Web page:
An ultrafast electro-optic laser makes a stabilized comb and includes: a comb generator that produces a frequency comb; a dielectric resonant oscillator; a phase modulator in communication with the dielectric resonant oscillator; an intensity modulator in communication with the phase modulator; an optical tailor in communication with the comb generator and that produces tailored light; a filter cavity in communication with the intensity modulator; a pulse shaper in communication with the filter cavity; a highly nonlinear fiber and compressor in communication with the pulse shaper; an interferometer in communication with the optical tailor and that produces a difference frequency from the tailored light; and an electrical stabilizer in communication with the interferometer and the comb generator and that produces the stabilization signal with a stabilized local oscillator cavity that produces a stabilized local oscillator signal that is converted into the stabilization signal and communicated to the dielectric resonant oscillator.
Our invention is for an ultrafast light source that produces femtosecond pulses with sub-cycle timing jitter using electro-optic switching of a continuous-wave (cw) laser. The apparatus is composed of the following key elements: 1) an electro-optic (EO) frequency comb, 2) a microwave-cavity stabilization scheme to suppress electronic oscillator noise, 3) an optical noise filtering cavity, 4) a nanophotonic waveguide for broad spectrum generation, and 5) an electronic feedback loop for microwave noise reduction via f-2f offset stabilization.
The invention works by using EO phase and intensity modulation of a cw laser to create a train of optical pulses driven directly by an electronic oscillator. The resulting frequency comb is spectrally broadened in a nanophotonic waveguide, allowing for the generation of ultrashort few-cycle pulses of light, as well as self-referenced frequency stabilization, which is crucial for suppressing the electronic noise of the comb at frequencies less than ~100 kHz. Electronic noise in the frequency range up to several megahertz is suppressed via locking the electronic oscillator directly to a narrow-linewidth microwave cavity and noise at frequencies extending up to the Nyquist frequency are filtered out using the optical cavity. Together, these components allow sufficient reduction of the microwave noise typically limiting EO comb performance to below the noise of the optical carrier wave, and results in ultrastable timing precision for the pulse train.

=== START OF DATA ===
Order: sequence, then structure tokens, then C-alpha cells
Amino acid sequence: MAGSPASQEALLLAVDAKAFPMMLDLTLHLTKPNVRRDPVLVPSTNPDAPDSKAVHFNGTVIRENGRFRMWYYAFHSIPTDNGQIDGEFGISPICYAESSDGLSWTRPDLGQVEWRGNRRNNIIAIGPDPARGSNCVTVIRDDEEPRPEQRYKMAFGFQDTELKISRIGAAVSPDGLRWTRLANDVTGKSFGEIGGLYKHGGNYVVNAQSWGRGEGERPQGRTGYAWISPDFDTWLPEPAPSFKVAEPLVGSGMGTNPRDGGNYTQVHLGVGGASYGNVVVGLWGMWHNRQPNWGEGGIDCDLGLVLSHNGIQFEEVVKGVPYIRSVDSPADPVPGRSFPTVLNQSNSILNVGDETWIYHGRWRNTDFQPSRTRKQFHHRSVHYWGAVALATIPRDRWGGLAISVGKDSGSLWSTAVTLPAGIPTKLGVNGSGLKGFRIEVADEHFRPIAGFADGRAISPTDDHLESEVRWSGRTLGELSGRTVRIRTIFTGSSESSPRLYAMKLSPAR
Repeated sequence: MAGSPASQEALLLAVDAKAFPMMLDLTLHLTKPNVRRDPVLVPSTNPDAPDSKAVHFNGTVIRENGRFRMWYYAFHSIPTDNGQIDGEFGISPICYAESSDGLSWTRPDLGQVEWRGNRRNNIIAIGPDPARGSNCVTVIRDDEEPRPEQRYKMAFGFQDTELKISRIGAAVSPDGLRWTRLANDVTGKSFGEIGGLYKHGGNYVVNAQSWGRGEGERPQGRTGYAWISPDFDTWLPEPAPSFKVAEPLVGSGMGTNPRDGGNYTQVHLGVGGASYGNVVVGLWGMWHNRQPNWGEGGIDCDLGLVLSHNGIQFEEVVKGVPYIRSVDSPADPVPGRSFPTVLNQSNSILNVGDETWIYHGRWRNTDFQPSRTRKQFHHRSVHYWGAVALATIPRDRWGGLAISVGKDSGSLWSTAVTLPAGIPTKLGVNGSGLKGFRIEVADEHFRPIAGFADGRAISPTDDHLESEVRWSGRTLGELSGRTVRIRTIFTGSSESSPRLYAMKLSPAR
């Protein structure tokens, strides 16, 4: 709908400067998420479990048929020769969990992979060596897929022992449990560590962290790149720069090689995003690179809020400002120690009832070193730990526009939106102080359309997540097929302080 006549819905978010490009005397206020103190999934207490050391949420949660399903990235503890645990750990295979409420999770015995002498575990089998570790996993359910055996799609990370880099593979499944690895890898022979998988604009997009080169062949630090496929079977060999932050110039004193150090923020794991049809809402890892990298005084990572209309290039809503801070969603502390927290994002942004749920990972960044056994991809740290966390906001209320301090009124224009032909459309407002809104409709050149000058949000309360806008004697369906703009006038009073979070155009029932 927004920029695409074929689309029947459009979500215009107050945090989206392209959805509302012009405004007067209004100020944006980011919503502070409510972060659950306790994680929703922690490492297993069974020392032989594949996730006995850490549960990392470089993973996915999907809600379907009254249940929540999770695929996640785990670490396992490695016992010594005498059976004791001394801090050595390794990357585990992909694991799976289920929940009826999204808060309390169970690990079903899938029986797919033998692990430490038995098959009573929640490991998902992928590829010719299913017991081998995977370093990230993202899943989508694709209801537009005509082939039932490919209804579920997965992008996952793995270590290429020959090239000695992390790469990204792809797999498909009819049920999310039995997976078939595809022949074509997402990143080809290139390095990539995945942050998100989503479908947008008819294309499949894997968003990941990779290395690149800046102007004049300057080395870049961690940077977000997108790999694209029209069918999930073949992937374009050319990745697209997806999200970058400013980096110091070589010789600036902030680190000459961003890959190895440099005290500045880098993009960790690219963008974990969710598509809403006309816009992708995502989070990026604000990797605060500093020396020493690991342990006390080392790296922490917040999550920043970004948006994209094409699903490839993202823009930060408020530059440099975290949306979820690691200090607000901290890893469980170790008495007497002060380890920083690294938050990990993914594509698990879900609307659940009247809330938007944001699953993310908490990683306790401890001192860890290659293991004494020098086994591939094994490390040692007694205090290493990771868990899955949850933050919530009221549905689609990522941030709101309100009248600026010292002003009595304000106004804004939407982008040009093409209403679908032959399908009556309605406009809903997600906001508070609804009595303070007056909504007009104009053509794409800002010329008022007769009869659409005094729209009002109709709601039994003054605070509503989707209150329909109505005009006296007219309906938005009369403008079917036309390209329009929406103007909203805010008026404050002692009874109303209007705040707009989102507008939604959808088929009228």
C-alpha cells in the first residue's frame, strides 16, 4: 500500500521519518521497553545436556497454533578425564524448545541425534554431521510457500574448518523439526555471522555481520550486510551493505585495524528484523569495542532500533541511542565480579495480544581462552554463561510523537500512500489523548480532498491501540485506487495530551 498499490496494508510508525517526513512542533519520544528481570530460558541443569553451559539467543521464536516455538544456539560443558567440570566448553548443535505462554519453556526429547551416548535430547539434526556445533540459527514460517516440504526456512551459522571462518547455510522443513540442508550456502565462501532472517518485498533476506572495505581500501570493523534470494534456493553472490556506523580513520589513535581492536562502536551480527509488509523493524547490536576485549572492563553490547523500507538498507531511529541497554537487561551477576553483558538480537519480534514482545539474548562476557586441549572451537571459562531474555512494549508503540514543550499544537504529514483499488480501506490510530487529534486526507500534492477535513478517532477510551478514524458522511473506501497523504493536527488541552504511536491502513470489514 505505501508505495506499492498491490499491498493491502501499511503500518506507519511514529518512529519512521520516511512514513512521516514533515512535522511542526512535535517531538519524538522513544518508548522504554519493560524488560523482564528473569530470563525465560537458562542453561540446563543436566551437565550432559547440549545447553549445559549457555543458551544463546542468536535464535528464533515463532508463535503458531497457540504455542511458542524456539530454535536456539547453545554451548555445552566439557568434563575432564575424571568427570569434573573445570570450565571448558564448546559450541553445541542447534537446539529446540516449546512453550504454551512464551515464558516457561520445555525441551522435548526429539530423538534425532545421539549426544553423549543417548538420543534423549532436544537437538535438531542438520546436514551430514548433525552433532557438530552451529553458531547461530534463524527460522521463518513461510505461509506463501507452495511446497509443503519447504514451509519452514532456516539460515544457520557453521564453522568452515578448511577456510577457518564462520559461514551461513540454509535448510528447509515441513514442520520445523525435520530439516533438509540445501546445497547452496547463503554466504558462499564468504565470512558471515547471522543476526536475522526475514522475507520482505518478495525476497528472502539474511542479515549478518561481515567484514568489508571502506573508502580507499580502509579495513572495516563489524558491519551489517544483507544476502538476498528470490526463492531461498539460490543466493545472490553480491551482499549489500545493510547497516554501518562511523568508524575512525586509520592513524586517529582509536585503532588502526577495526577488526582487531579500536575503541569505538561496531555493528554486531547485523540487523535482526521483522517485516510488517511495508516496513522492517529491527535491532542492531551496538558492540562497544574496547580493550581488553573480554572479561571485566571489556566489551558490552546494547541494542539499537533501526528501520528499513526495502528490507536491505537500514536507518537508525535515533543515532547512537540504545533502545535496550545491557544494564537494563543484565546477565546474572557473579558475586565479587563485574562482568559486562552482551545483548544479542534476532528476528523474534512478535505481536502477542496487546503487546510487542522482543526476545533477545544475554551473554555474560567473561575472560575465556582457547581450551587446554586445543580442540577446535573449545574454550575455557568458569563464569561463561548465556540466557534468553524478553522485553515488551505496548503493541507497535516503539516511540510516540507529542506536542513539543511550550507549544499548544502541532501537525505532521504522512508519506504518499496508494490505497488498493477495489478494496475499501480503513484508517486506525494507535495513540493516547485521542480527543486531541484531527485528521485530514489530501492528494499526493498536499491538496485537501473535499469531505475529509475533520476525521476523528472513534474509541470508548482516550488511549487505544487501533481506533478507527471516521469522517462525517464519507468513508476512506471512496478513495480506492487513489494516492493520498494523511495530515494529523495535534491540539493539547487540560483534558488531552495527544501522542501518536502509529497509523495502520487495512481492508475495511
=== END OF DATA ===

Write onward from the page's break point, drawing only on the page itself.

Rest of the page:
Our ultrastable EO comb invention is important because it represents a fundamentally new approach to generating ultrashort pulses of light with extremely low timing and phase noise. To achieve this, the invention relies on several new innovations including the cavity stabilization of the microwave electronic oscillator, the use of a photonic waveguide for pulse compression and spectral broadening, and self-referencing of the comb for microwave phase noise reduction. Moreover, because our invention can produce pulses at rates beyond 10 GHz, it may fulfill the need for stable high-repetition-rate comb sources in areas including communications, spectroscopy, and real-time biological imaging.
The main limitation of our invention is the reduced frequency tunability that results from the microwave and optical filtering devices used for suppression of the electronic phase noise. However, further development of microwave oscillator technology may reduce the requirements on these components and allow a significantly improved tuning range while further encouraging commercialization.
This invention is technically superior to and significantly moves beyond the current state current practice in several metrics: (1) It provides a means to generate few-cycle optical pulses at repetition rates that are in the range of 10 GHz, and the repetition rate is directly synchronized to a microwave drive at the same frequency. (2) The optical phase of these pulses can be controlled relative to the pulse repetition rate with sub-optical-cycle precision. (3) The corresponding frequency domain spectrum of the pulses can be engineered to extend over significant portions of the visible and near infrared spectrum (~600-2400 nm). (4). All of this can be done with user-chosen repetition rate and center wavelength. No such commercial device exists with these properties.